• Indy’s Super Cure: A Win-Win for Everyone!

    Guest blog post from Jill Henry, Chief Operating Officer of the Susan G. Komen for the Cure Tissue Bank at Indiana University Simon Cancer Center, the only known healthy breast tissue and blood repository in the world.

    Jill Henry and FriendsNow that professional football is back on for the fall, we’re excited about a partnership between the NFL’s Indiana Super Bowl Host Committee and the Susan G. Komen for the Cure Tissue Bank at Indiana University’s Simon Cancer Center.  Called “Indy’s Super Cure,” the idea is to merge the fight against breast cancer with one of the largest and widely watched events in the country (the Super Bowl, of course, next Feb. 5 in Indianapolis).

    We announced the alliance in mid-July. It’s focused on three things: to increase the diversity of Komen Tissue Bank donors, concentrating primarily on women of color; to raise funds for research using Komen Tissue Bank samples; and to shine a light on the unique work that the Bank does to advance breast cancer research.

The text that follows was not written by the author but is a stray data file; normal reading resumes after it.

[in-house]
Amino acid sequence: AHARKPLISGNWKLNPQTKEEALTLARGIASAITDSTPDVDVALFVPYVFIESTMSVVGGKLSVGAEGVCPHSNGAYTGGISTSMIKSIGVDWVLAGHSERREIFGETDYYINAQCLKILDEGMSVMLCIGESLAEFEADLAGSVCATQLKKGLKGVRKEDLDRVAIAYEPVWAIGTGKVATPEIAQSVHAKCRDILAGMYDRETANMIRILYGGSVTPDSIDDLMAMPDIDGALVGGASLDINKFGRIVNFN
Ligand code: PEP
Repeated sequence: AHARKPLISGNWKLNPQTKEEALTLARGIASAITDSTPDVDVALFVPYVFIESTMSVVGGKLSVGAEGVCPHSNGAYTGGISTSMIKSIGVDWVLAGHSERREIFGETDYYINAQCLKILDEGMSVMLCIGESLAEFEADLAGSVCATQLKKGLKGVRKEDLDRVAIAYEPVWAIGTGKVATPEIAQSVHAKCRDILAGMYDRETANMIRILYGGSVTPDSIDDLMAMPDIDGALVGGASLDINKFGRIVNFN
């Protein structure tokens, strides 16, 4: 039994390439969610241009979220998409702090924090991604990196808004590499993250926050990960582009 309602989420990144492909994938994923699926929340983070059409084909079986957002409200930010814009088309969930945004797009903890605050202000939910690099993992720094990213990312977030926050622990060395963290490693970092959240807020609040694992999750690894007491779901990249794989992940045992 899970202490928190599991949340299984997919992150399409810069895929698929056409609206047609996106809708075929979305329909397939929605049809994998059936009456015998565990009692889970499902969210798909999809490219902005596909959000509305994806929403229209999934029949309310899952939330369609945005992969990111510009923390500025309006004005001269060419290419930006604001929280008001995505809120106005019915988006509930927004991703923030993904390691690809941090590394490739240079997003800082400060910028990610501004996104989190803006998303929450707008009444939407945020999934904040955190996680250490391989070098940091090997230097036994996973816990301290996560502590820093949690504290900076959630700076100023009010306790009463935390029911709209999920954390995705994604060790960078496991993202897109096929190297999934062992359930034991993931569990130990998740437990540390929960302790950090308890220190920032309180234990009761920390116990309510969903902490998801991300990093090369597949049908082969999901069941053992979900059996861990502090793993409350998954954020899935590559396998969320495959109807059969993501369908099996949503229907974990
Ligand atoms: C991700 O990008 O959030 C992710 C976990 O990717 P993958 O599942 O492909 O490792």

The Komen Tissue Bank is the only known repository for normal breast tissue and blood in the world. We collected our first tissue samples in 2005 from women who had not been diagnosed with breast cancer.  Over time, we’ve collected samples from over 1550 tissue donors and over 6000 blood donors that will help researchers around the world compare normal breast tissue with cancerous breast tissue.  With technology soon available to send digital samples to researchers around the world, these comparisons could help unlock the answers to how breast cancer develops and spreads.  We hold regular collections (the next is Sept. 24 at the IU Simon Cancer Center) and we have many events planned for the months leading up to the Super Bowl to increase tissue donations and shine the spotlight on our work.

    The devotion and passion of women to this cause has been nothing short of overwhelming.  At our press conference, it was both heartwarming and heart-wrenching to see and listen to Traci Runge, who spoke to all of us about hearing of the Tissue Bank several years ago and rushing to donate her breast tissue, wanting to do something to help eliminate breast cancer from our lives.  A good friend of hers – a young woman like Traci, with children the same ages as hers – was already fighting the battle, prompting Traci to donate her healthy breast tissue to the Komen Tissue Bank.